EL CAMINO is a Great Goodbye

There’s a weird thing about this film – it can be skipped completely, but that doesn’t mean it’s bad. This is like getting a call from your ex to let you know that you were indeed loved, cherished, and cared for but the relationship has to end. I’m going to spoil all of the series this film serves as a sequel to so…I don’t know, if you haven’t seen it maybe you should get on that. It’s pretty great.

Aaron Paul returns as Jesse Pinkman

El Camino is a 2019 epilogue to the television series Breaking Bad, (2008-2013). The series itself clocks in at around 62 hours and is an absolute beast of a story, telling the tale of two meth dealers in a novel-esque structure with cinematic imagery. It’s a stunning piece of work and, for my money, had one of the absolute best endings in modern television (to those that didn’t like it…welp, hope Game of Thrones scratched that itch for you…). With incredible performances across the board, brilliant pacing and structure, and even music that stood out to make something somehow greater than the sum of its parts. There may never be anything like it ever again.

So what’s the point of El Camino?

Turns out that there was a bit more to Jesse Pinkman’s (Aaron Paul) story and Vince Gilligan (creator of the entire franchise) felt like telling it. The film picks up immediately after his escape from the Neo Nazi compound and Walter White’s death, his liberated cries almost instantly silenced as he has to pull off the road and hide in a driveway to avoid the cops. This is, in fact, a huge part of the film’s pathos and that of Jesse himself. He’s become the rat everyone calls him throughout the film, scurrying around in an attempt to avoid the exterminators. Just because the Neo Nazi compound has been destroyed doesn’t mean they’re gone. These assholes are, in fact, woven throughout employment outside of meth production and they’re clever (or lucky) enough to stay hidden and pass as things like policemen.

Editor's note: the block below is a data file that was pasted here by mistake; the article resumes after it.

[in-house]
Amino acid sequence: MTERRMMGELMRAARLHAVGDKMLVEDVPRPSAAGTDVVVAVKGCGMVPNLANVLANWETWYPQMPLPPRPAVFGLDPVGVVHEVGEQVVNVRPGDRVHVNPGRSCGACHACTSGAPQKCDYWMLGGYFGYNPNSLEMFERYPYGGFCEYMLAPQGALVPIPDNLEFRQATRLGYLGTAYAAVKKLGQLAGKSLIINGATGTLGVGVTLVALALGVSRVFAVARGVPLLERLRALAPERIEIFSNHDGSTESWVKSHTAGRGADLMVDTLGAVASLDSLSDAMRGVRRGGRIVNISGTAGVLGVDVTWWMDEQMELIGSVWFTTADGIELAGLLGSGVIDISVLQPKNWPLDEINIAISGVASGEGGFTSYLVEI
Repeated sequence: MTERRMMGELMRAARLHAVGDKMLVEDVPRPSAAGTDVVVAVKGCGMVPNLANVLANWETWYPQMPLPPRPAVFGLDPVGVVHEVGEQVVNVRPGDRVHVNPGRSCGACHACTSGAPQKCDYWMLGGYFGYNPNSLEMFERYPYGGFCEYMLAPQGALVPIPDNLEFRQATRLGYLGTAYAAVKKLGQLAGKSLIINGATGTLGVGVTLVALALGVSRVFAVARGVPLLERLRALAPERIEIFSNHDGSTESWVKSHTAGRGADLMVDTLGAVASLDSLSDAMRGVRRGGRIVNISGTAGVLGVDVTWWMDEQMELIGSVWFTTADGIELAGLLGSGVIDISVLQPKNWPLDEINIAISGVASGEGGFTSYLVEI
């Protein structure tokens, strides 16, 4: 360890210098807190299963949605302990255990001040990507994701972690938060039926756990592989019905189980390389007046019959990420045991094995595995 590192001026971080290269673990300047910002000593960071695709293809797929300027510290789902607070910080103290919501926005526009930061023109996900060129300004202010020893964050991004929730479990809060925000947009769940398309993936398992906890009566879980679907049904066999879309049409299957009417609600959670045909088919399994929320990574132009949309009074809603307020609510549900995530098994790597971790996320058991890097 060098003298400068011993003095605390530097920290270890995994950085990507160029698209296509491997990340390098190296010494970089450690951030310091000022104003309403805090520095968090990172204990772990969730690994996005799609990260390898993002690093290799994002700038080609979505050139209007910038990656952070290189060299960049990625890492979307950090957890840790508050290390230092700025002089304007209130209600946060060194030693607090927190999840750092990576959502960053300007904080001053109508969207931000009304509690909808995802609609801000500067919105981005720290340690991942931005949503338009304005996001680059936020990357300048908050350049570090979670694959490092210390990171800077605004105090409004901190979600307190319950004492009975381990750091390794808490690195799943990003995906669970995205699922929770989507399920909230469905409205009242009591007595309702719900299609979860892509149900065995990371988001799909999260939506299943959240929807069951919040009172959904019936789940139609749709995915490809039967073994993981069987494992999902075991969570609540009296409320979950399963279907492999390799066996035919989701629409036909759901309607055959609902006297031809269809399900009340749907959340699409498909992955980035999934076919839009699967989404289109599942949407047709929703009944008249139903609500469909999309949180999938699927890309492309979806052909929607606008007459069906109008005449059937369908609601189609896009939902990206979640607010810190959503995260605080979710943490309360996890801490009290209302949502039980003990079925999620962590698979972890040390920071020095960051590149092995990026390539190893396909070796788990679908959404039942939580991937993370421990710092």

Jesse hasn’t exactly been okay this whole time.

I don’t want to spoil too much about this film as Breaking Bad is an absolute pillar of televised storytelling so…just watch it. What I WILL say is that there’s a feeling of finality to this, a small and unnecessary epilogue to a greater narrative that came perhaps a bit too late and is nonetheless masterful in execution. Did anyone really need this? Nah, it’s a completely unnecessary bit of fanservice but everyone involved poured enough of their soul into the process that it managed to become something special. Jesse was perhaps the series most tragic character, sincere and desperate to be something more than the choices he’d made, and this finally gives us closure to his story. We still don’t know what happened to Huel but we now get closure on the other of our main protagonists. We may have ended our relationship with Breaking Bad 6 years ago but that doesn’t mean we didn’t kind of want closure and we’ve now got it. 

Cheers to Gilligan, Paul, Jesse Plemons, Krysten Ritter, Jonathan Banks, and Bryan Cranston for coming back to make magic one more time. No one needed it, no one truly asked for it, and yet it’s managed to feel cathartic and heartfelt enough that any fan of the series can now feel satisfied.

Oh…just so you know…Badger and Skinny Pete are still awesome.

Ma boi is back!

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